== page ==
On November 20, President Obama announced a laundry list of actions he is taking to improve the U.S. immigration system. The policies range from helping high-tech employees and entrepreneurs to setting deportation priorities in the immigration courts. The policies that will likely have the broadest impact are the “Deferred Action” programs, which may help over four million families. Here’s the thumbnail sketch.
What is Deferred Action?
Have you ever been pulled over for speeding but walked away without a ticket? Even though the officer could have given you a ticket, he or she decided you didn’t deserve it — maybe because you were on your way to visit grandma or heading to church.
Law enforcement officials have “discretion” to choose how they want to enforce laws. Deferred Action is all about this discretion. The president is exercising his discretion not to deport people who qualify for his proposed Deferred Action program. There are millions of people in the U.S. who could theoretically be deported, but that’s logistically impossible. So the president is saying, “here’s a group of people who are a really low priority for being deported, and they should be able to get on with their lives.” Basically, he’s talking about families who have lived in the U.S. for at least five years.
What Deferred Action is not
Deferred Action is:
What does a person get if they qualify?
An individual who qualifies for Deferred Action will receive:
- A promise from the government the he or she will not be deported
- Work authorization – renewable on a three year basis
Who qualifies for Deferred Action?
There are now two Deferred Action programs: a new program and an expanded version of a program that has existed since 2012.
New: Deferred Action for Parents (DAP)
The new program is called Deferred Action for Parents (DAP). This program applies to immigrants who have been in the U.S. a minimum of five years. To qualify, the person has to have a child who is a U.S. citizen or green card holder. The person must have a clear record: criminal conduct or recent immigration violations will disqualify the applicant. There may also be a requirement that the person prove a history of paying income tax.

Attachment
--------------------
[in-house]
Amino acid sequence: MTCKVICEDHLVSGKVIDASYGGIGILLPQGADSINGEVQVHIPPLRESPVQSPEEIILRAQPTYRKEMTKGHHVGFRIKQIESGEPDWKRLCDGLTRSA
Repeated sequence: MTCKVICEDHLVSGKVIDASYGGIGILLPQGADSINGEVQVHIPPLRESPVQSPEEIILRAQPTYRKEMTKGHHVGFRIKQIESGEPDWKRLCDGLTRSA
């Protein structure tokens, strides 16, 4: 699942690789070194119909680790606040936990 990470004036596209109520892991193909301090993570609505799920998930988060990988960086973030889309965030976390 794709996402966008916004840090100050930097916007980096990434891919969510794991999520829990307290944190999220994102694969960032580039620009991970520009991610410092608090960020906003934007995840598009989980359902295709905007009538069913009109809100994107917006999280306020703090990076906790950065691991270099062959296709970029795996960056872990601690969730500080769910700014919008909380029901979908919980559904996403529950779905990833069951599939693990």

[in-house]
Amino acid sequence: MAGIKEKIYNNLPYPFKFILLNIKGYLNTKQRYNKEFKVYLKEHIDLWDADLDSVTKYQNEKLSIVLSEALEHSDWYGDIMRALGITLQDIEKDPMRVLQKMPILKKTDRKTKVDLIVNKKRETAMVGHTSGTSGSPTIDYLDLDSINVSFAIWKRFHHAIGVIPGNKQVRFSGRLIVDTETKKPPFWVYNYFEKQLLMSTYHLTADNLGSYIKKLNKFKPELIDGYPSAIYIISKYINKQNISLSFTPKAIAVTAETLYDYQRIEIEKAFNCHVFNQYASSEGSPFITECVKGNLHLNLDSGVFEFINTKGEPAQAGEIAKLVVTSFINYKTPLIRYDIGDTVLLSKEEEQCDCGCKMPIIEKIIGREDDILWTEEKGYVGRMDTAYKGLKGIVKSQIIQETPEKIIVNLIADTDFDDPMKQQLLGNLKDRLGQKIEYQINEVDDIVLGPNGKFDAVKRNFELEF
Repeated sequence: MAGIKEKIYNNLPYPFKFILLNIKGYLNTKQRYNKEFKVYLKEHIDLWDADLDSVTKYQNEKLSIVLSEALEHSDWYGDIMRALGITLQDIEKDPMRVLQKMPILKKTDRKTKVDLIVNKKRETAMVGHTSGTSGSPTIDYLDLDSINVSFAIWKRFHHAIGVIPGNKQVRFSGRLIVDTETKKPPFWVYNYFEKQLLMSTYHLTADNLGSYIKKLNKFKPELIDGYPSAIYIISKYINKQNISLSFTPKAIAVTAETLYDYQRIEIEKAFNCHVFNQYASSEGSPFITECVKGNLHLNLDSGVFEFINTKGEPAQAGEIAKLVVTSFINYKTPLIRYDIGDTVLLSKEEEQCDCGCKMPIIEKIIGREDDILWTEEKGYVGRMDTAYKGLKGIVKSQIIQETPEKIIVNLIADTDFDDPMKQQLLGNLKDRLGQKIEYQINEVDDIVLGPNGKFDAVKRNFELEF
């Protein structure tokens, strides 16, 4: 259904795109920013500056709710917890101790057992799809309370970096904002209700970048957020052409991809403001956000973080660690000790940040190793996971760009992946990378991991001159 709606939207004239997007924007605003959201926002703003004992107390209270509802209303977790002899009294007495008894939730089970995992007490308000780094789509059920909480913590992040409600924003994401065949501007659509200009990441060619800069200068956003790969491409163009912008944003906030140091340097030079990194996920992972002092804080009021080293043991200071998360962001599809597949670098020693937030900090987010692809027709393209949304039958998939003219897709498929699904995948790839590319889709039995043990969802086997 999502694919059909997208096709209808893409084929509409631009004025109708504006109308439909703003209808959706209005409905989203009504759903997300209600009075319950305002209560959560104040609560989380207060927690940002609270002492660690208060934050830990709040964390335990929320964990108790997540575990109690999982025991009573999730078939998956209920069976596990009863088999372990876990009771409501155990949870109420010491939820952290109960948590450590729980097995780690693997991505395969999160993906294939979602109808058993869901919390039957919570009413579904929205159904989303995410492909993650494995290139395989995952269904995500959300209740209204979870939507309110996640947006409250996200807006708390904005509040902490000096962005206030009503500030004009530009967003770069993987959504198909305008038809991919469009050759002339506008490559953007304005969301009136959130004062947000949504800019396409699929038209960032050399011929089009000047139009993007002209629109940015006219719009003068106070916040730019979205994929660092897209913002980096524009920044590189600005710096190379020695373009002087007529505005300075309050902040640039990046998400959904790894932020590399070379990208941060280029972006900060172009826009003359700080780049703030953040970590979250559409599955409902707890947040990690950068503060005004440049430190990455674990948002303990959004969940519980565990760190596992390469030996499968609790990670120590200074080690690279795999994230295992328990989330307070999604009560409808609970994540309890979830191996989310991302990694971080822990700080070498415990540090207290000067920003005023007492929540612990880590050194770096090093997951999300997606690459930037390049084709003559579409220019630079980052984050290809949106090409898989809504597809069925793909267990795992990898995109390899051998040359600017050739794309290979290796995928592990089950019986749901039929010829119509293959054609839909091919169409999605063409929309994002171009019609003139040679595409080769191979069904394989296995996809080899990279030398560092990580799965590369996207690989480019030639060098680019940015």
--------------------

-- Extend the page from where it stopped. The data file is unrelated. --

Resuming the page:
Expanded: Deferred Action for Childhood Arrivals (DACA)
The president also expanded the rules for the existing program called Deferred Action for Childhood Arrivals (DACA). This program is for any young person who entered the U.S. as a youth (under age 16), has been in the U.S. for at least five years, has qualifying school or military experience, and has stayed out of trouble. The president did two important things for the program: he removed the maximum age of those who can apply (it was previously age 31) and he reduced the number of years the applicant has to be present in the U.S. to qualify. Note that the new rules for the DACA program won’t take effect for at least 90 days.
What to do if you might qualify
There is a free self-help guide available on my website, but here is some key advice:
- Chill. The programs announced on Thursday are not yet available. The rules for the DAP program won’t be announced until about May 2015, and the new rules for DACA will be available February 2015. For now, you can still apply for DACA under the old, existing rules.
- Collect documents. Start finding documents to show you have been in the U.S. since January 2010. A list of recommended documents is available in my self-help guide.
- Collect criminal records. If you have ever been arrested or convicted you will want to get the “record of conviction” from that matter. You can get information on Avvo about what documents are needed.
- Be careful who you pay for advice. You should get advice only from a qualified immigration attorney or a certified immigration advisor at a non-profit organization. You can start your search at Avvo, where you can read reviews and see detailed profiles for 97 percent of all licensed attorneys in the U.S.
- Don’t leave the U.S. Under no circumstances should you leave the U.S. if you might qualify for these programs! If you have a current immigration court order requiring you to leave, talk to an immigration attorney immediately.
Photo: Chad Zuber / Shutterstock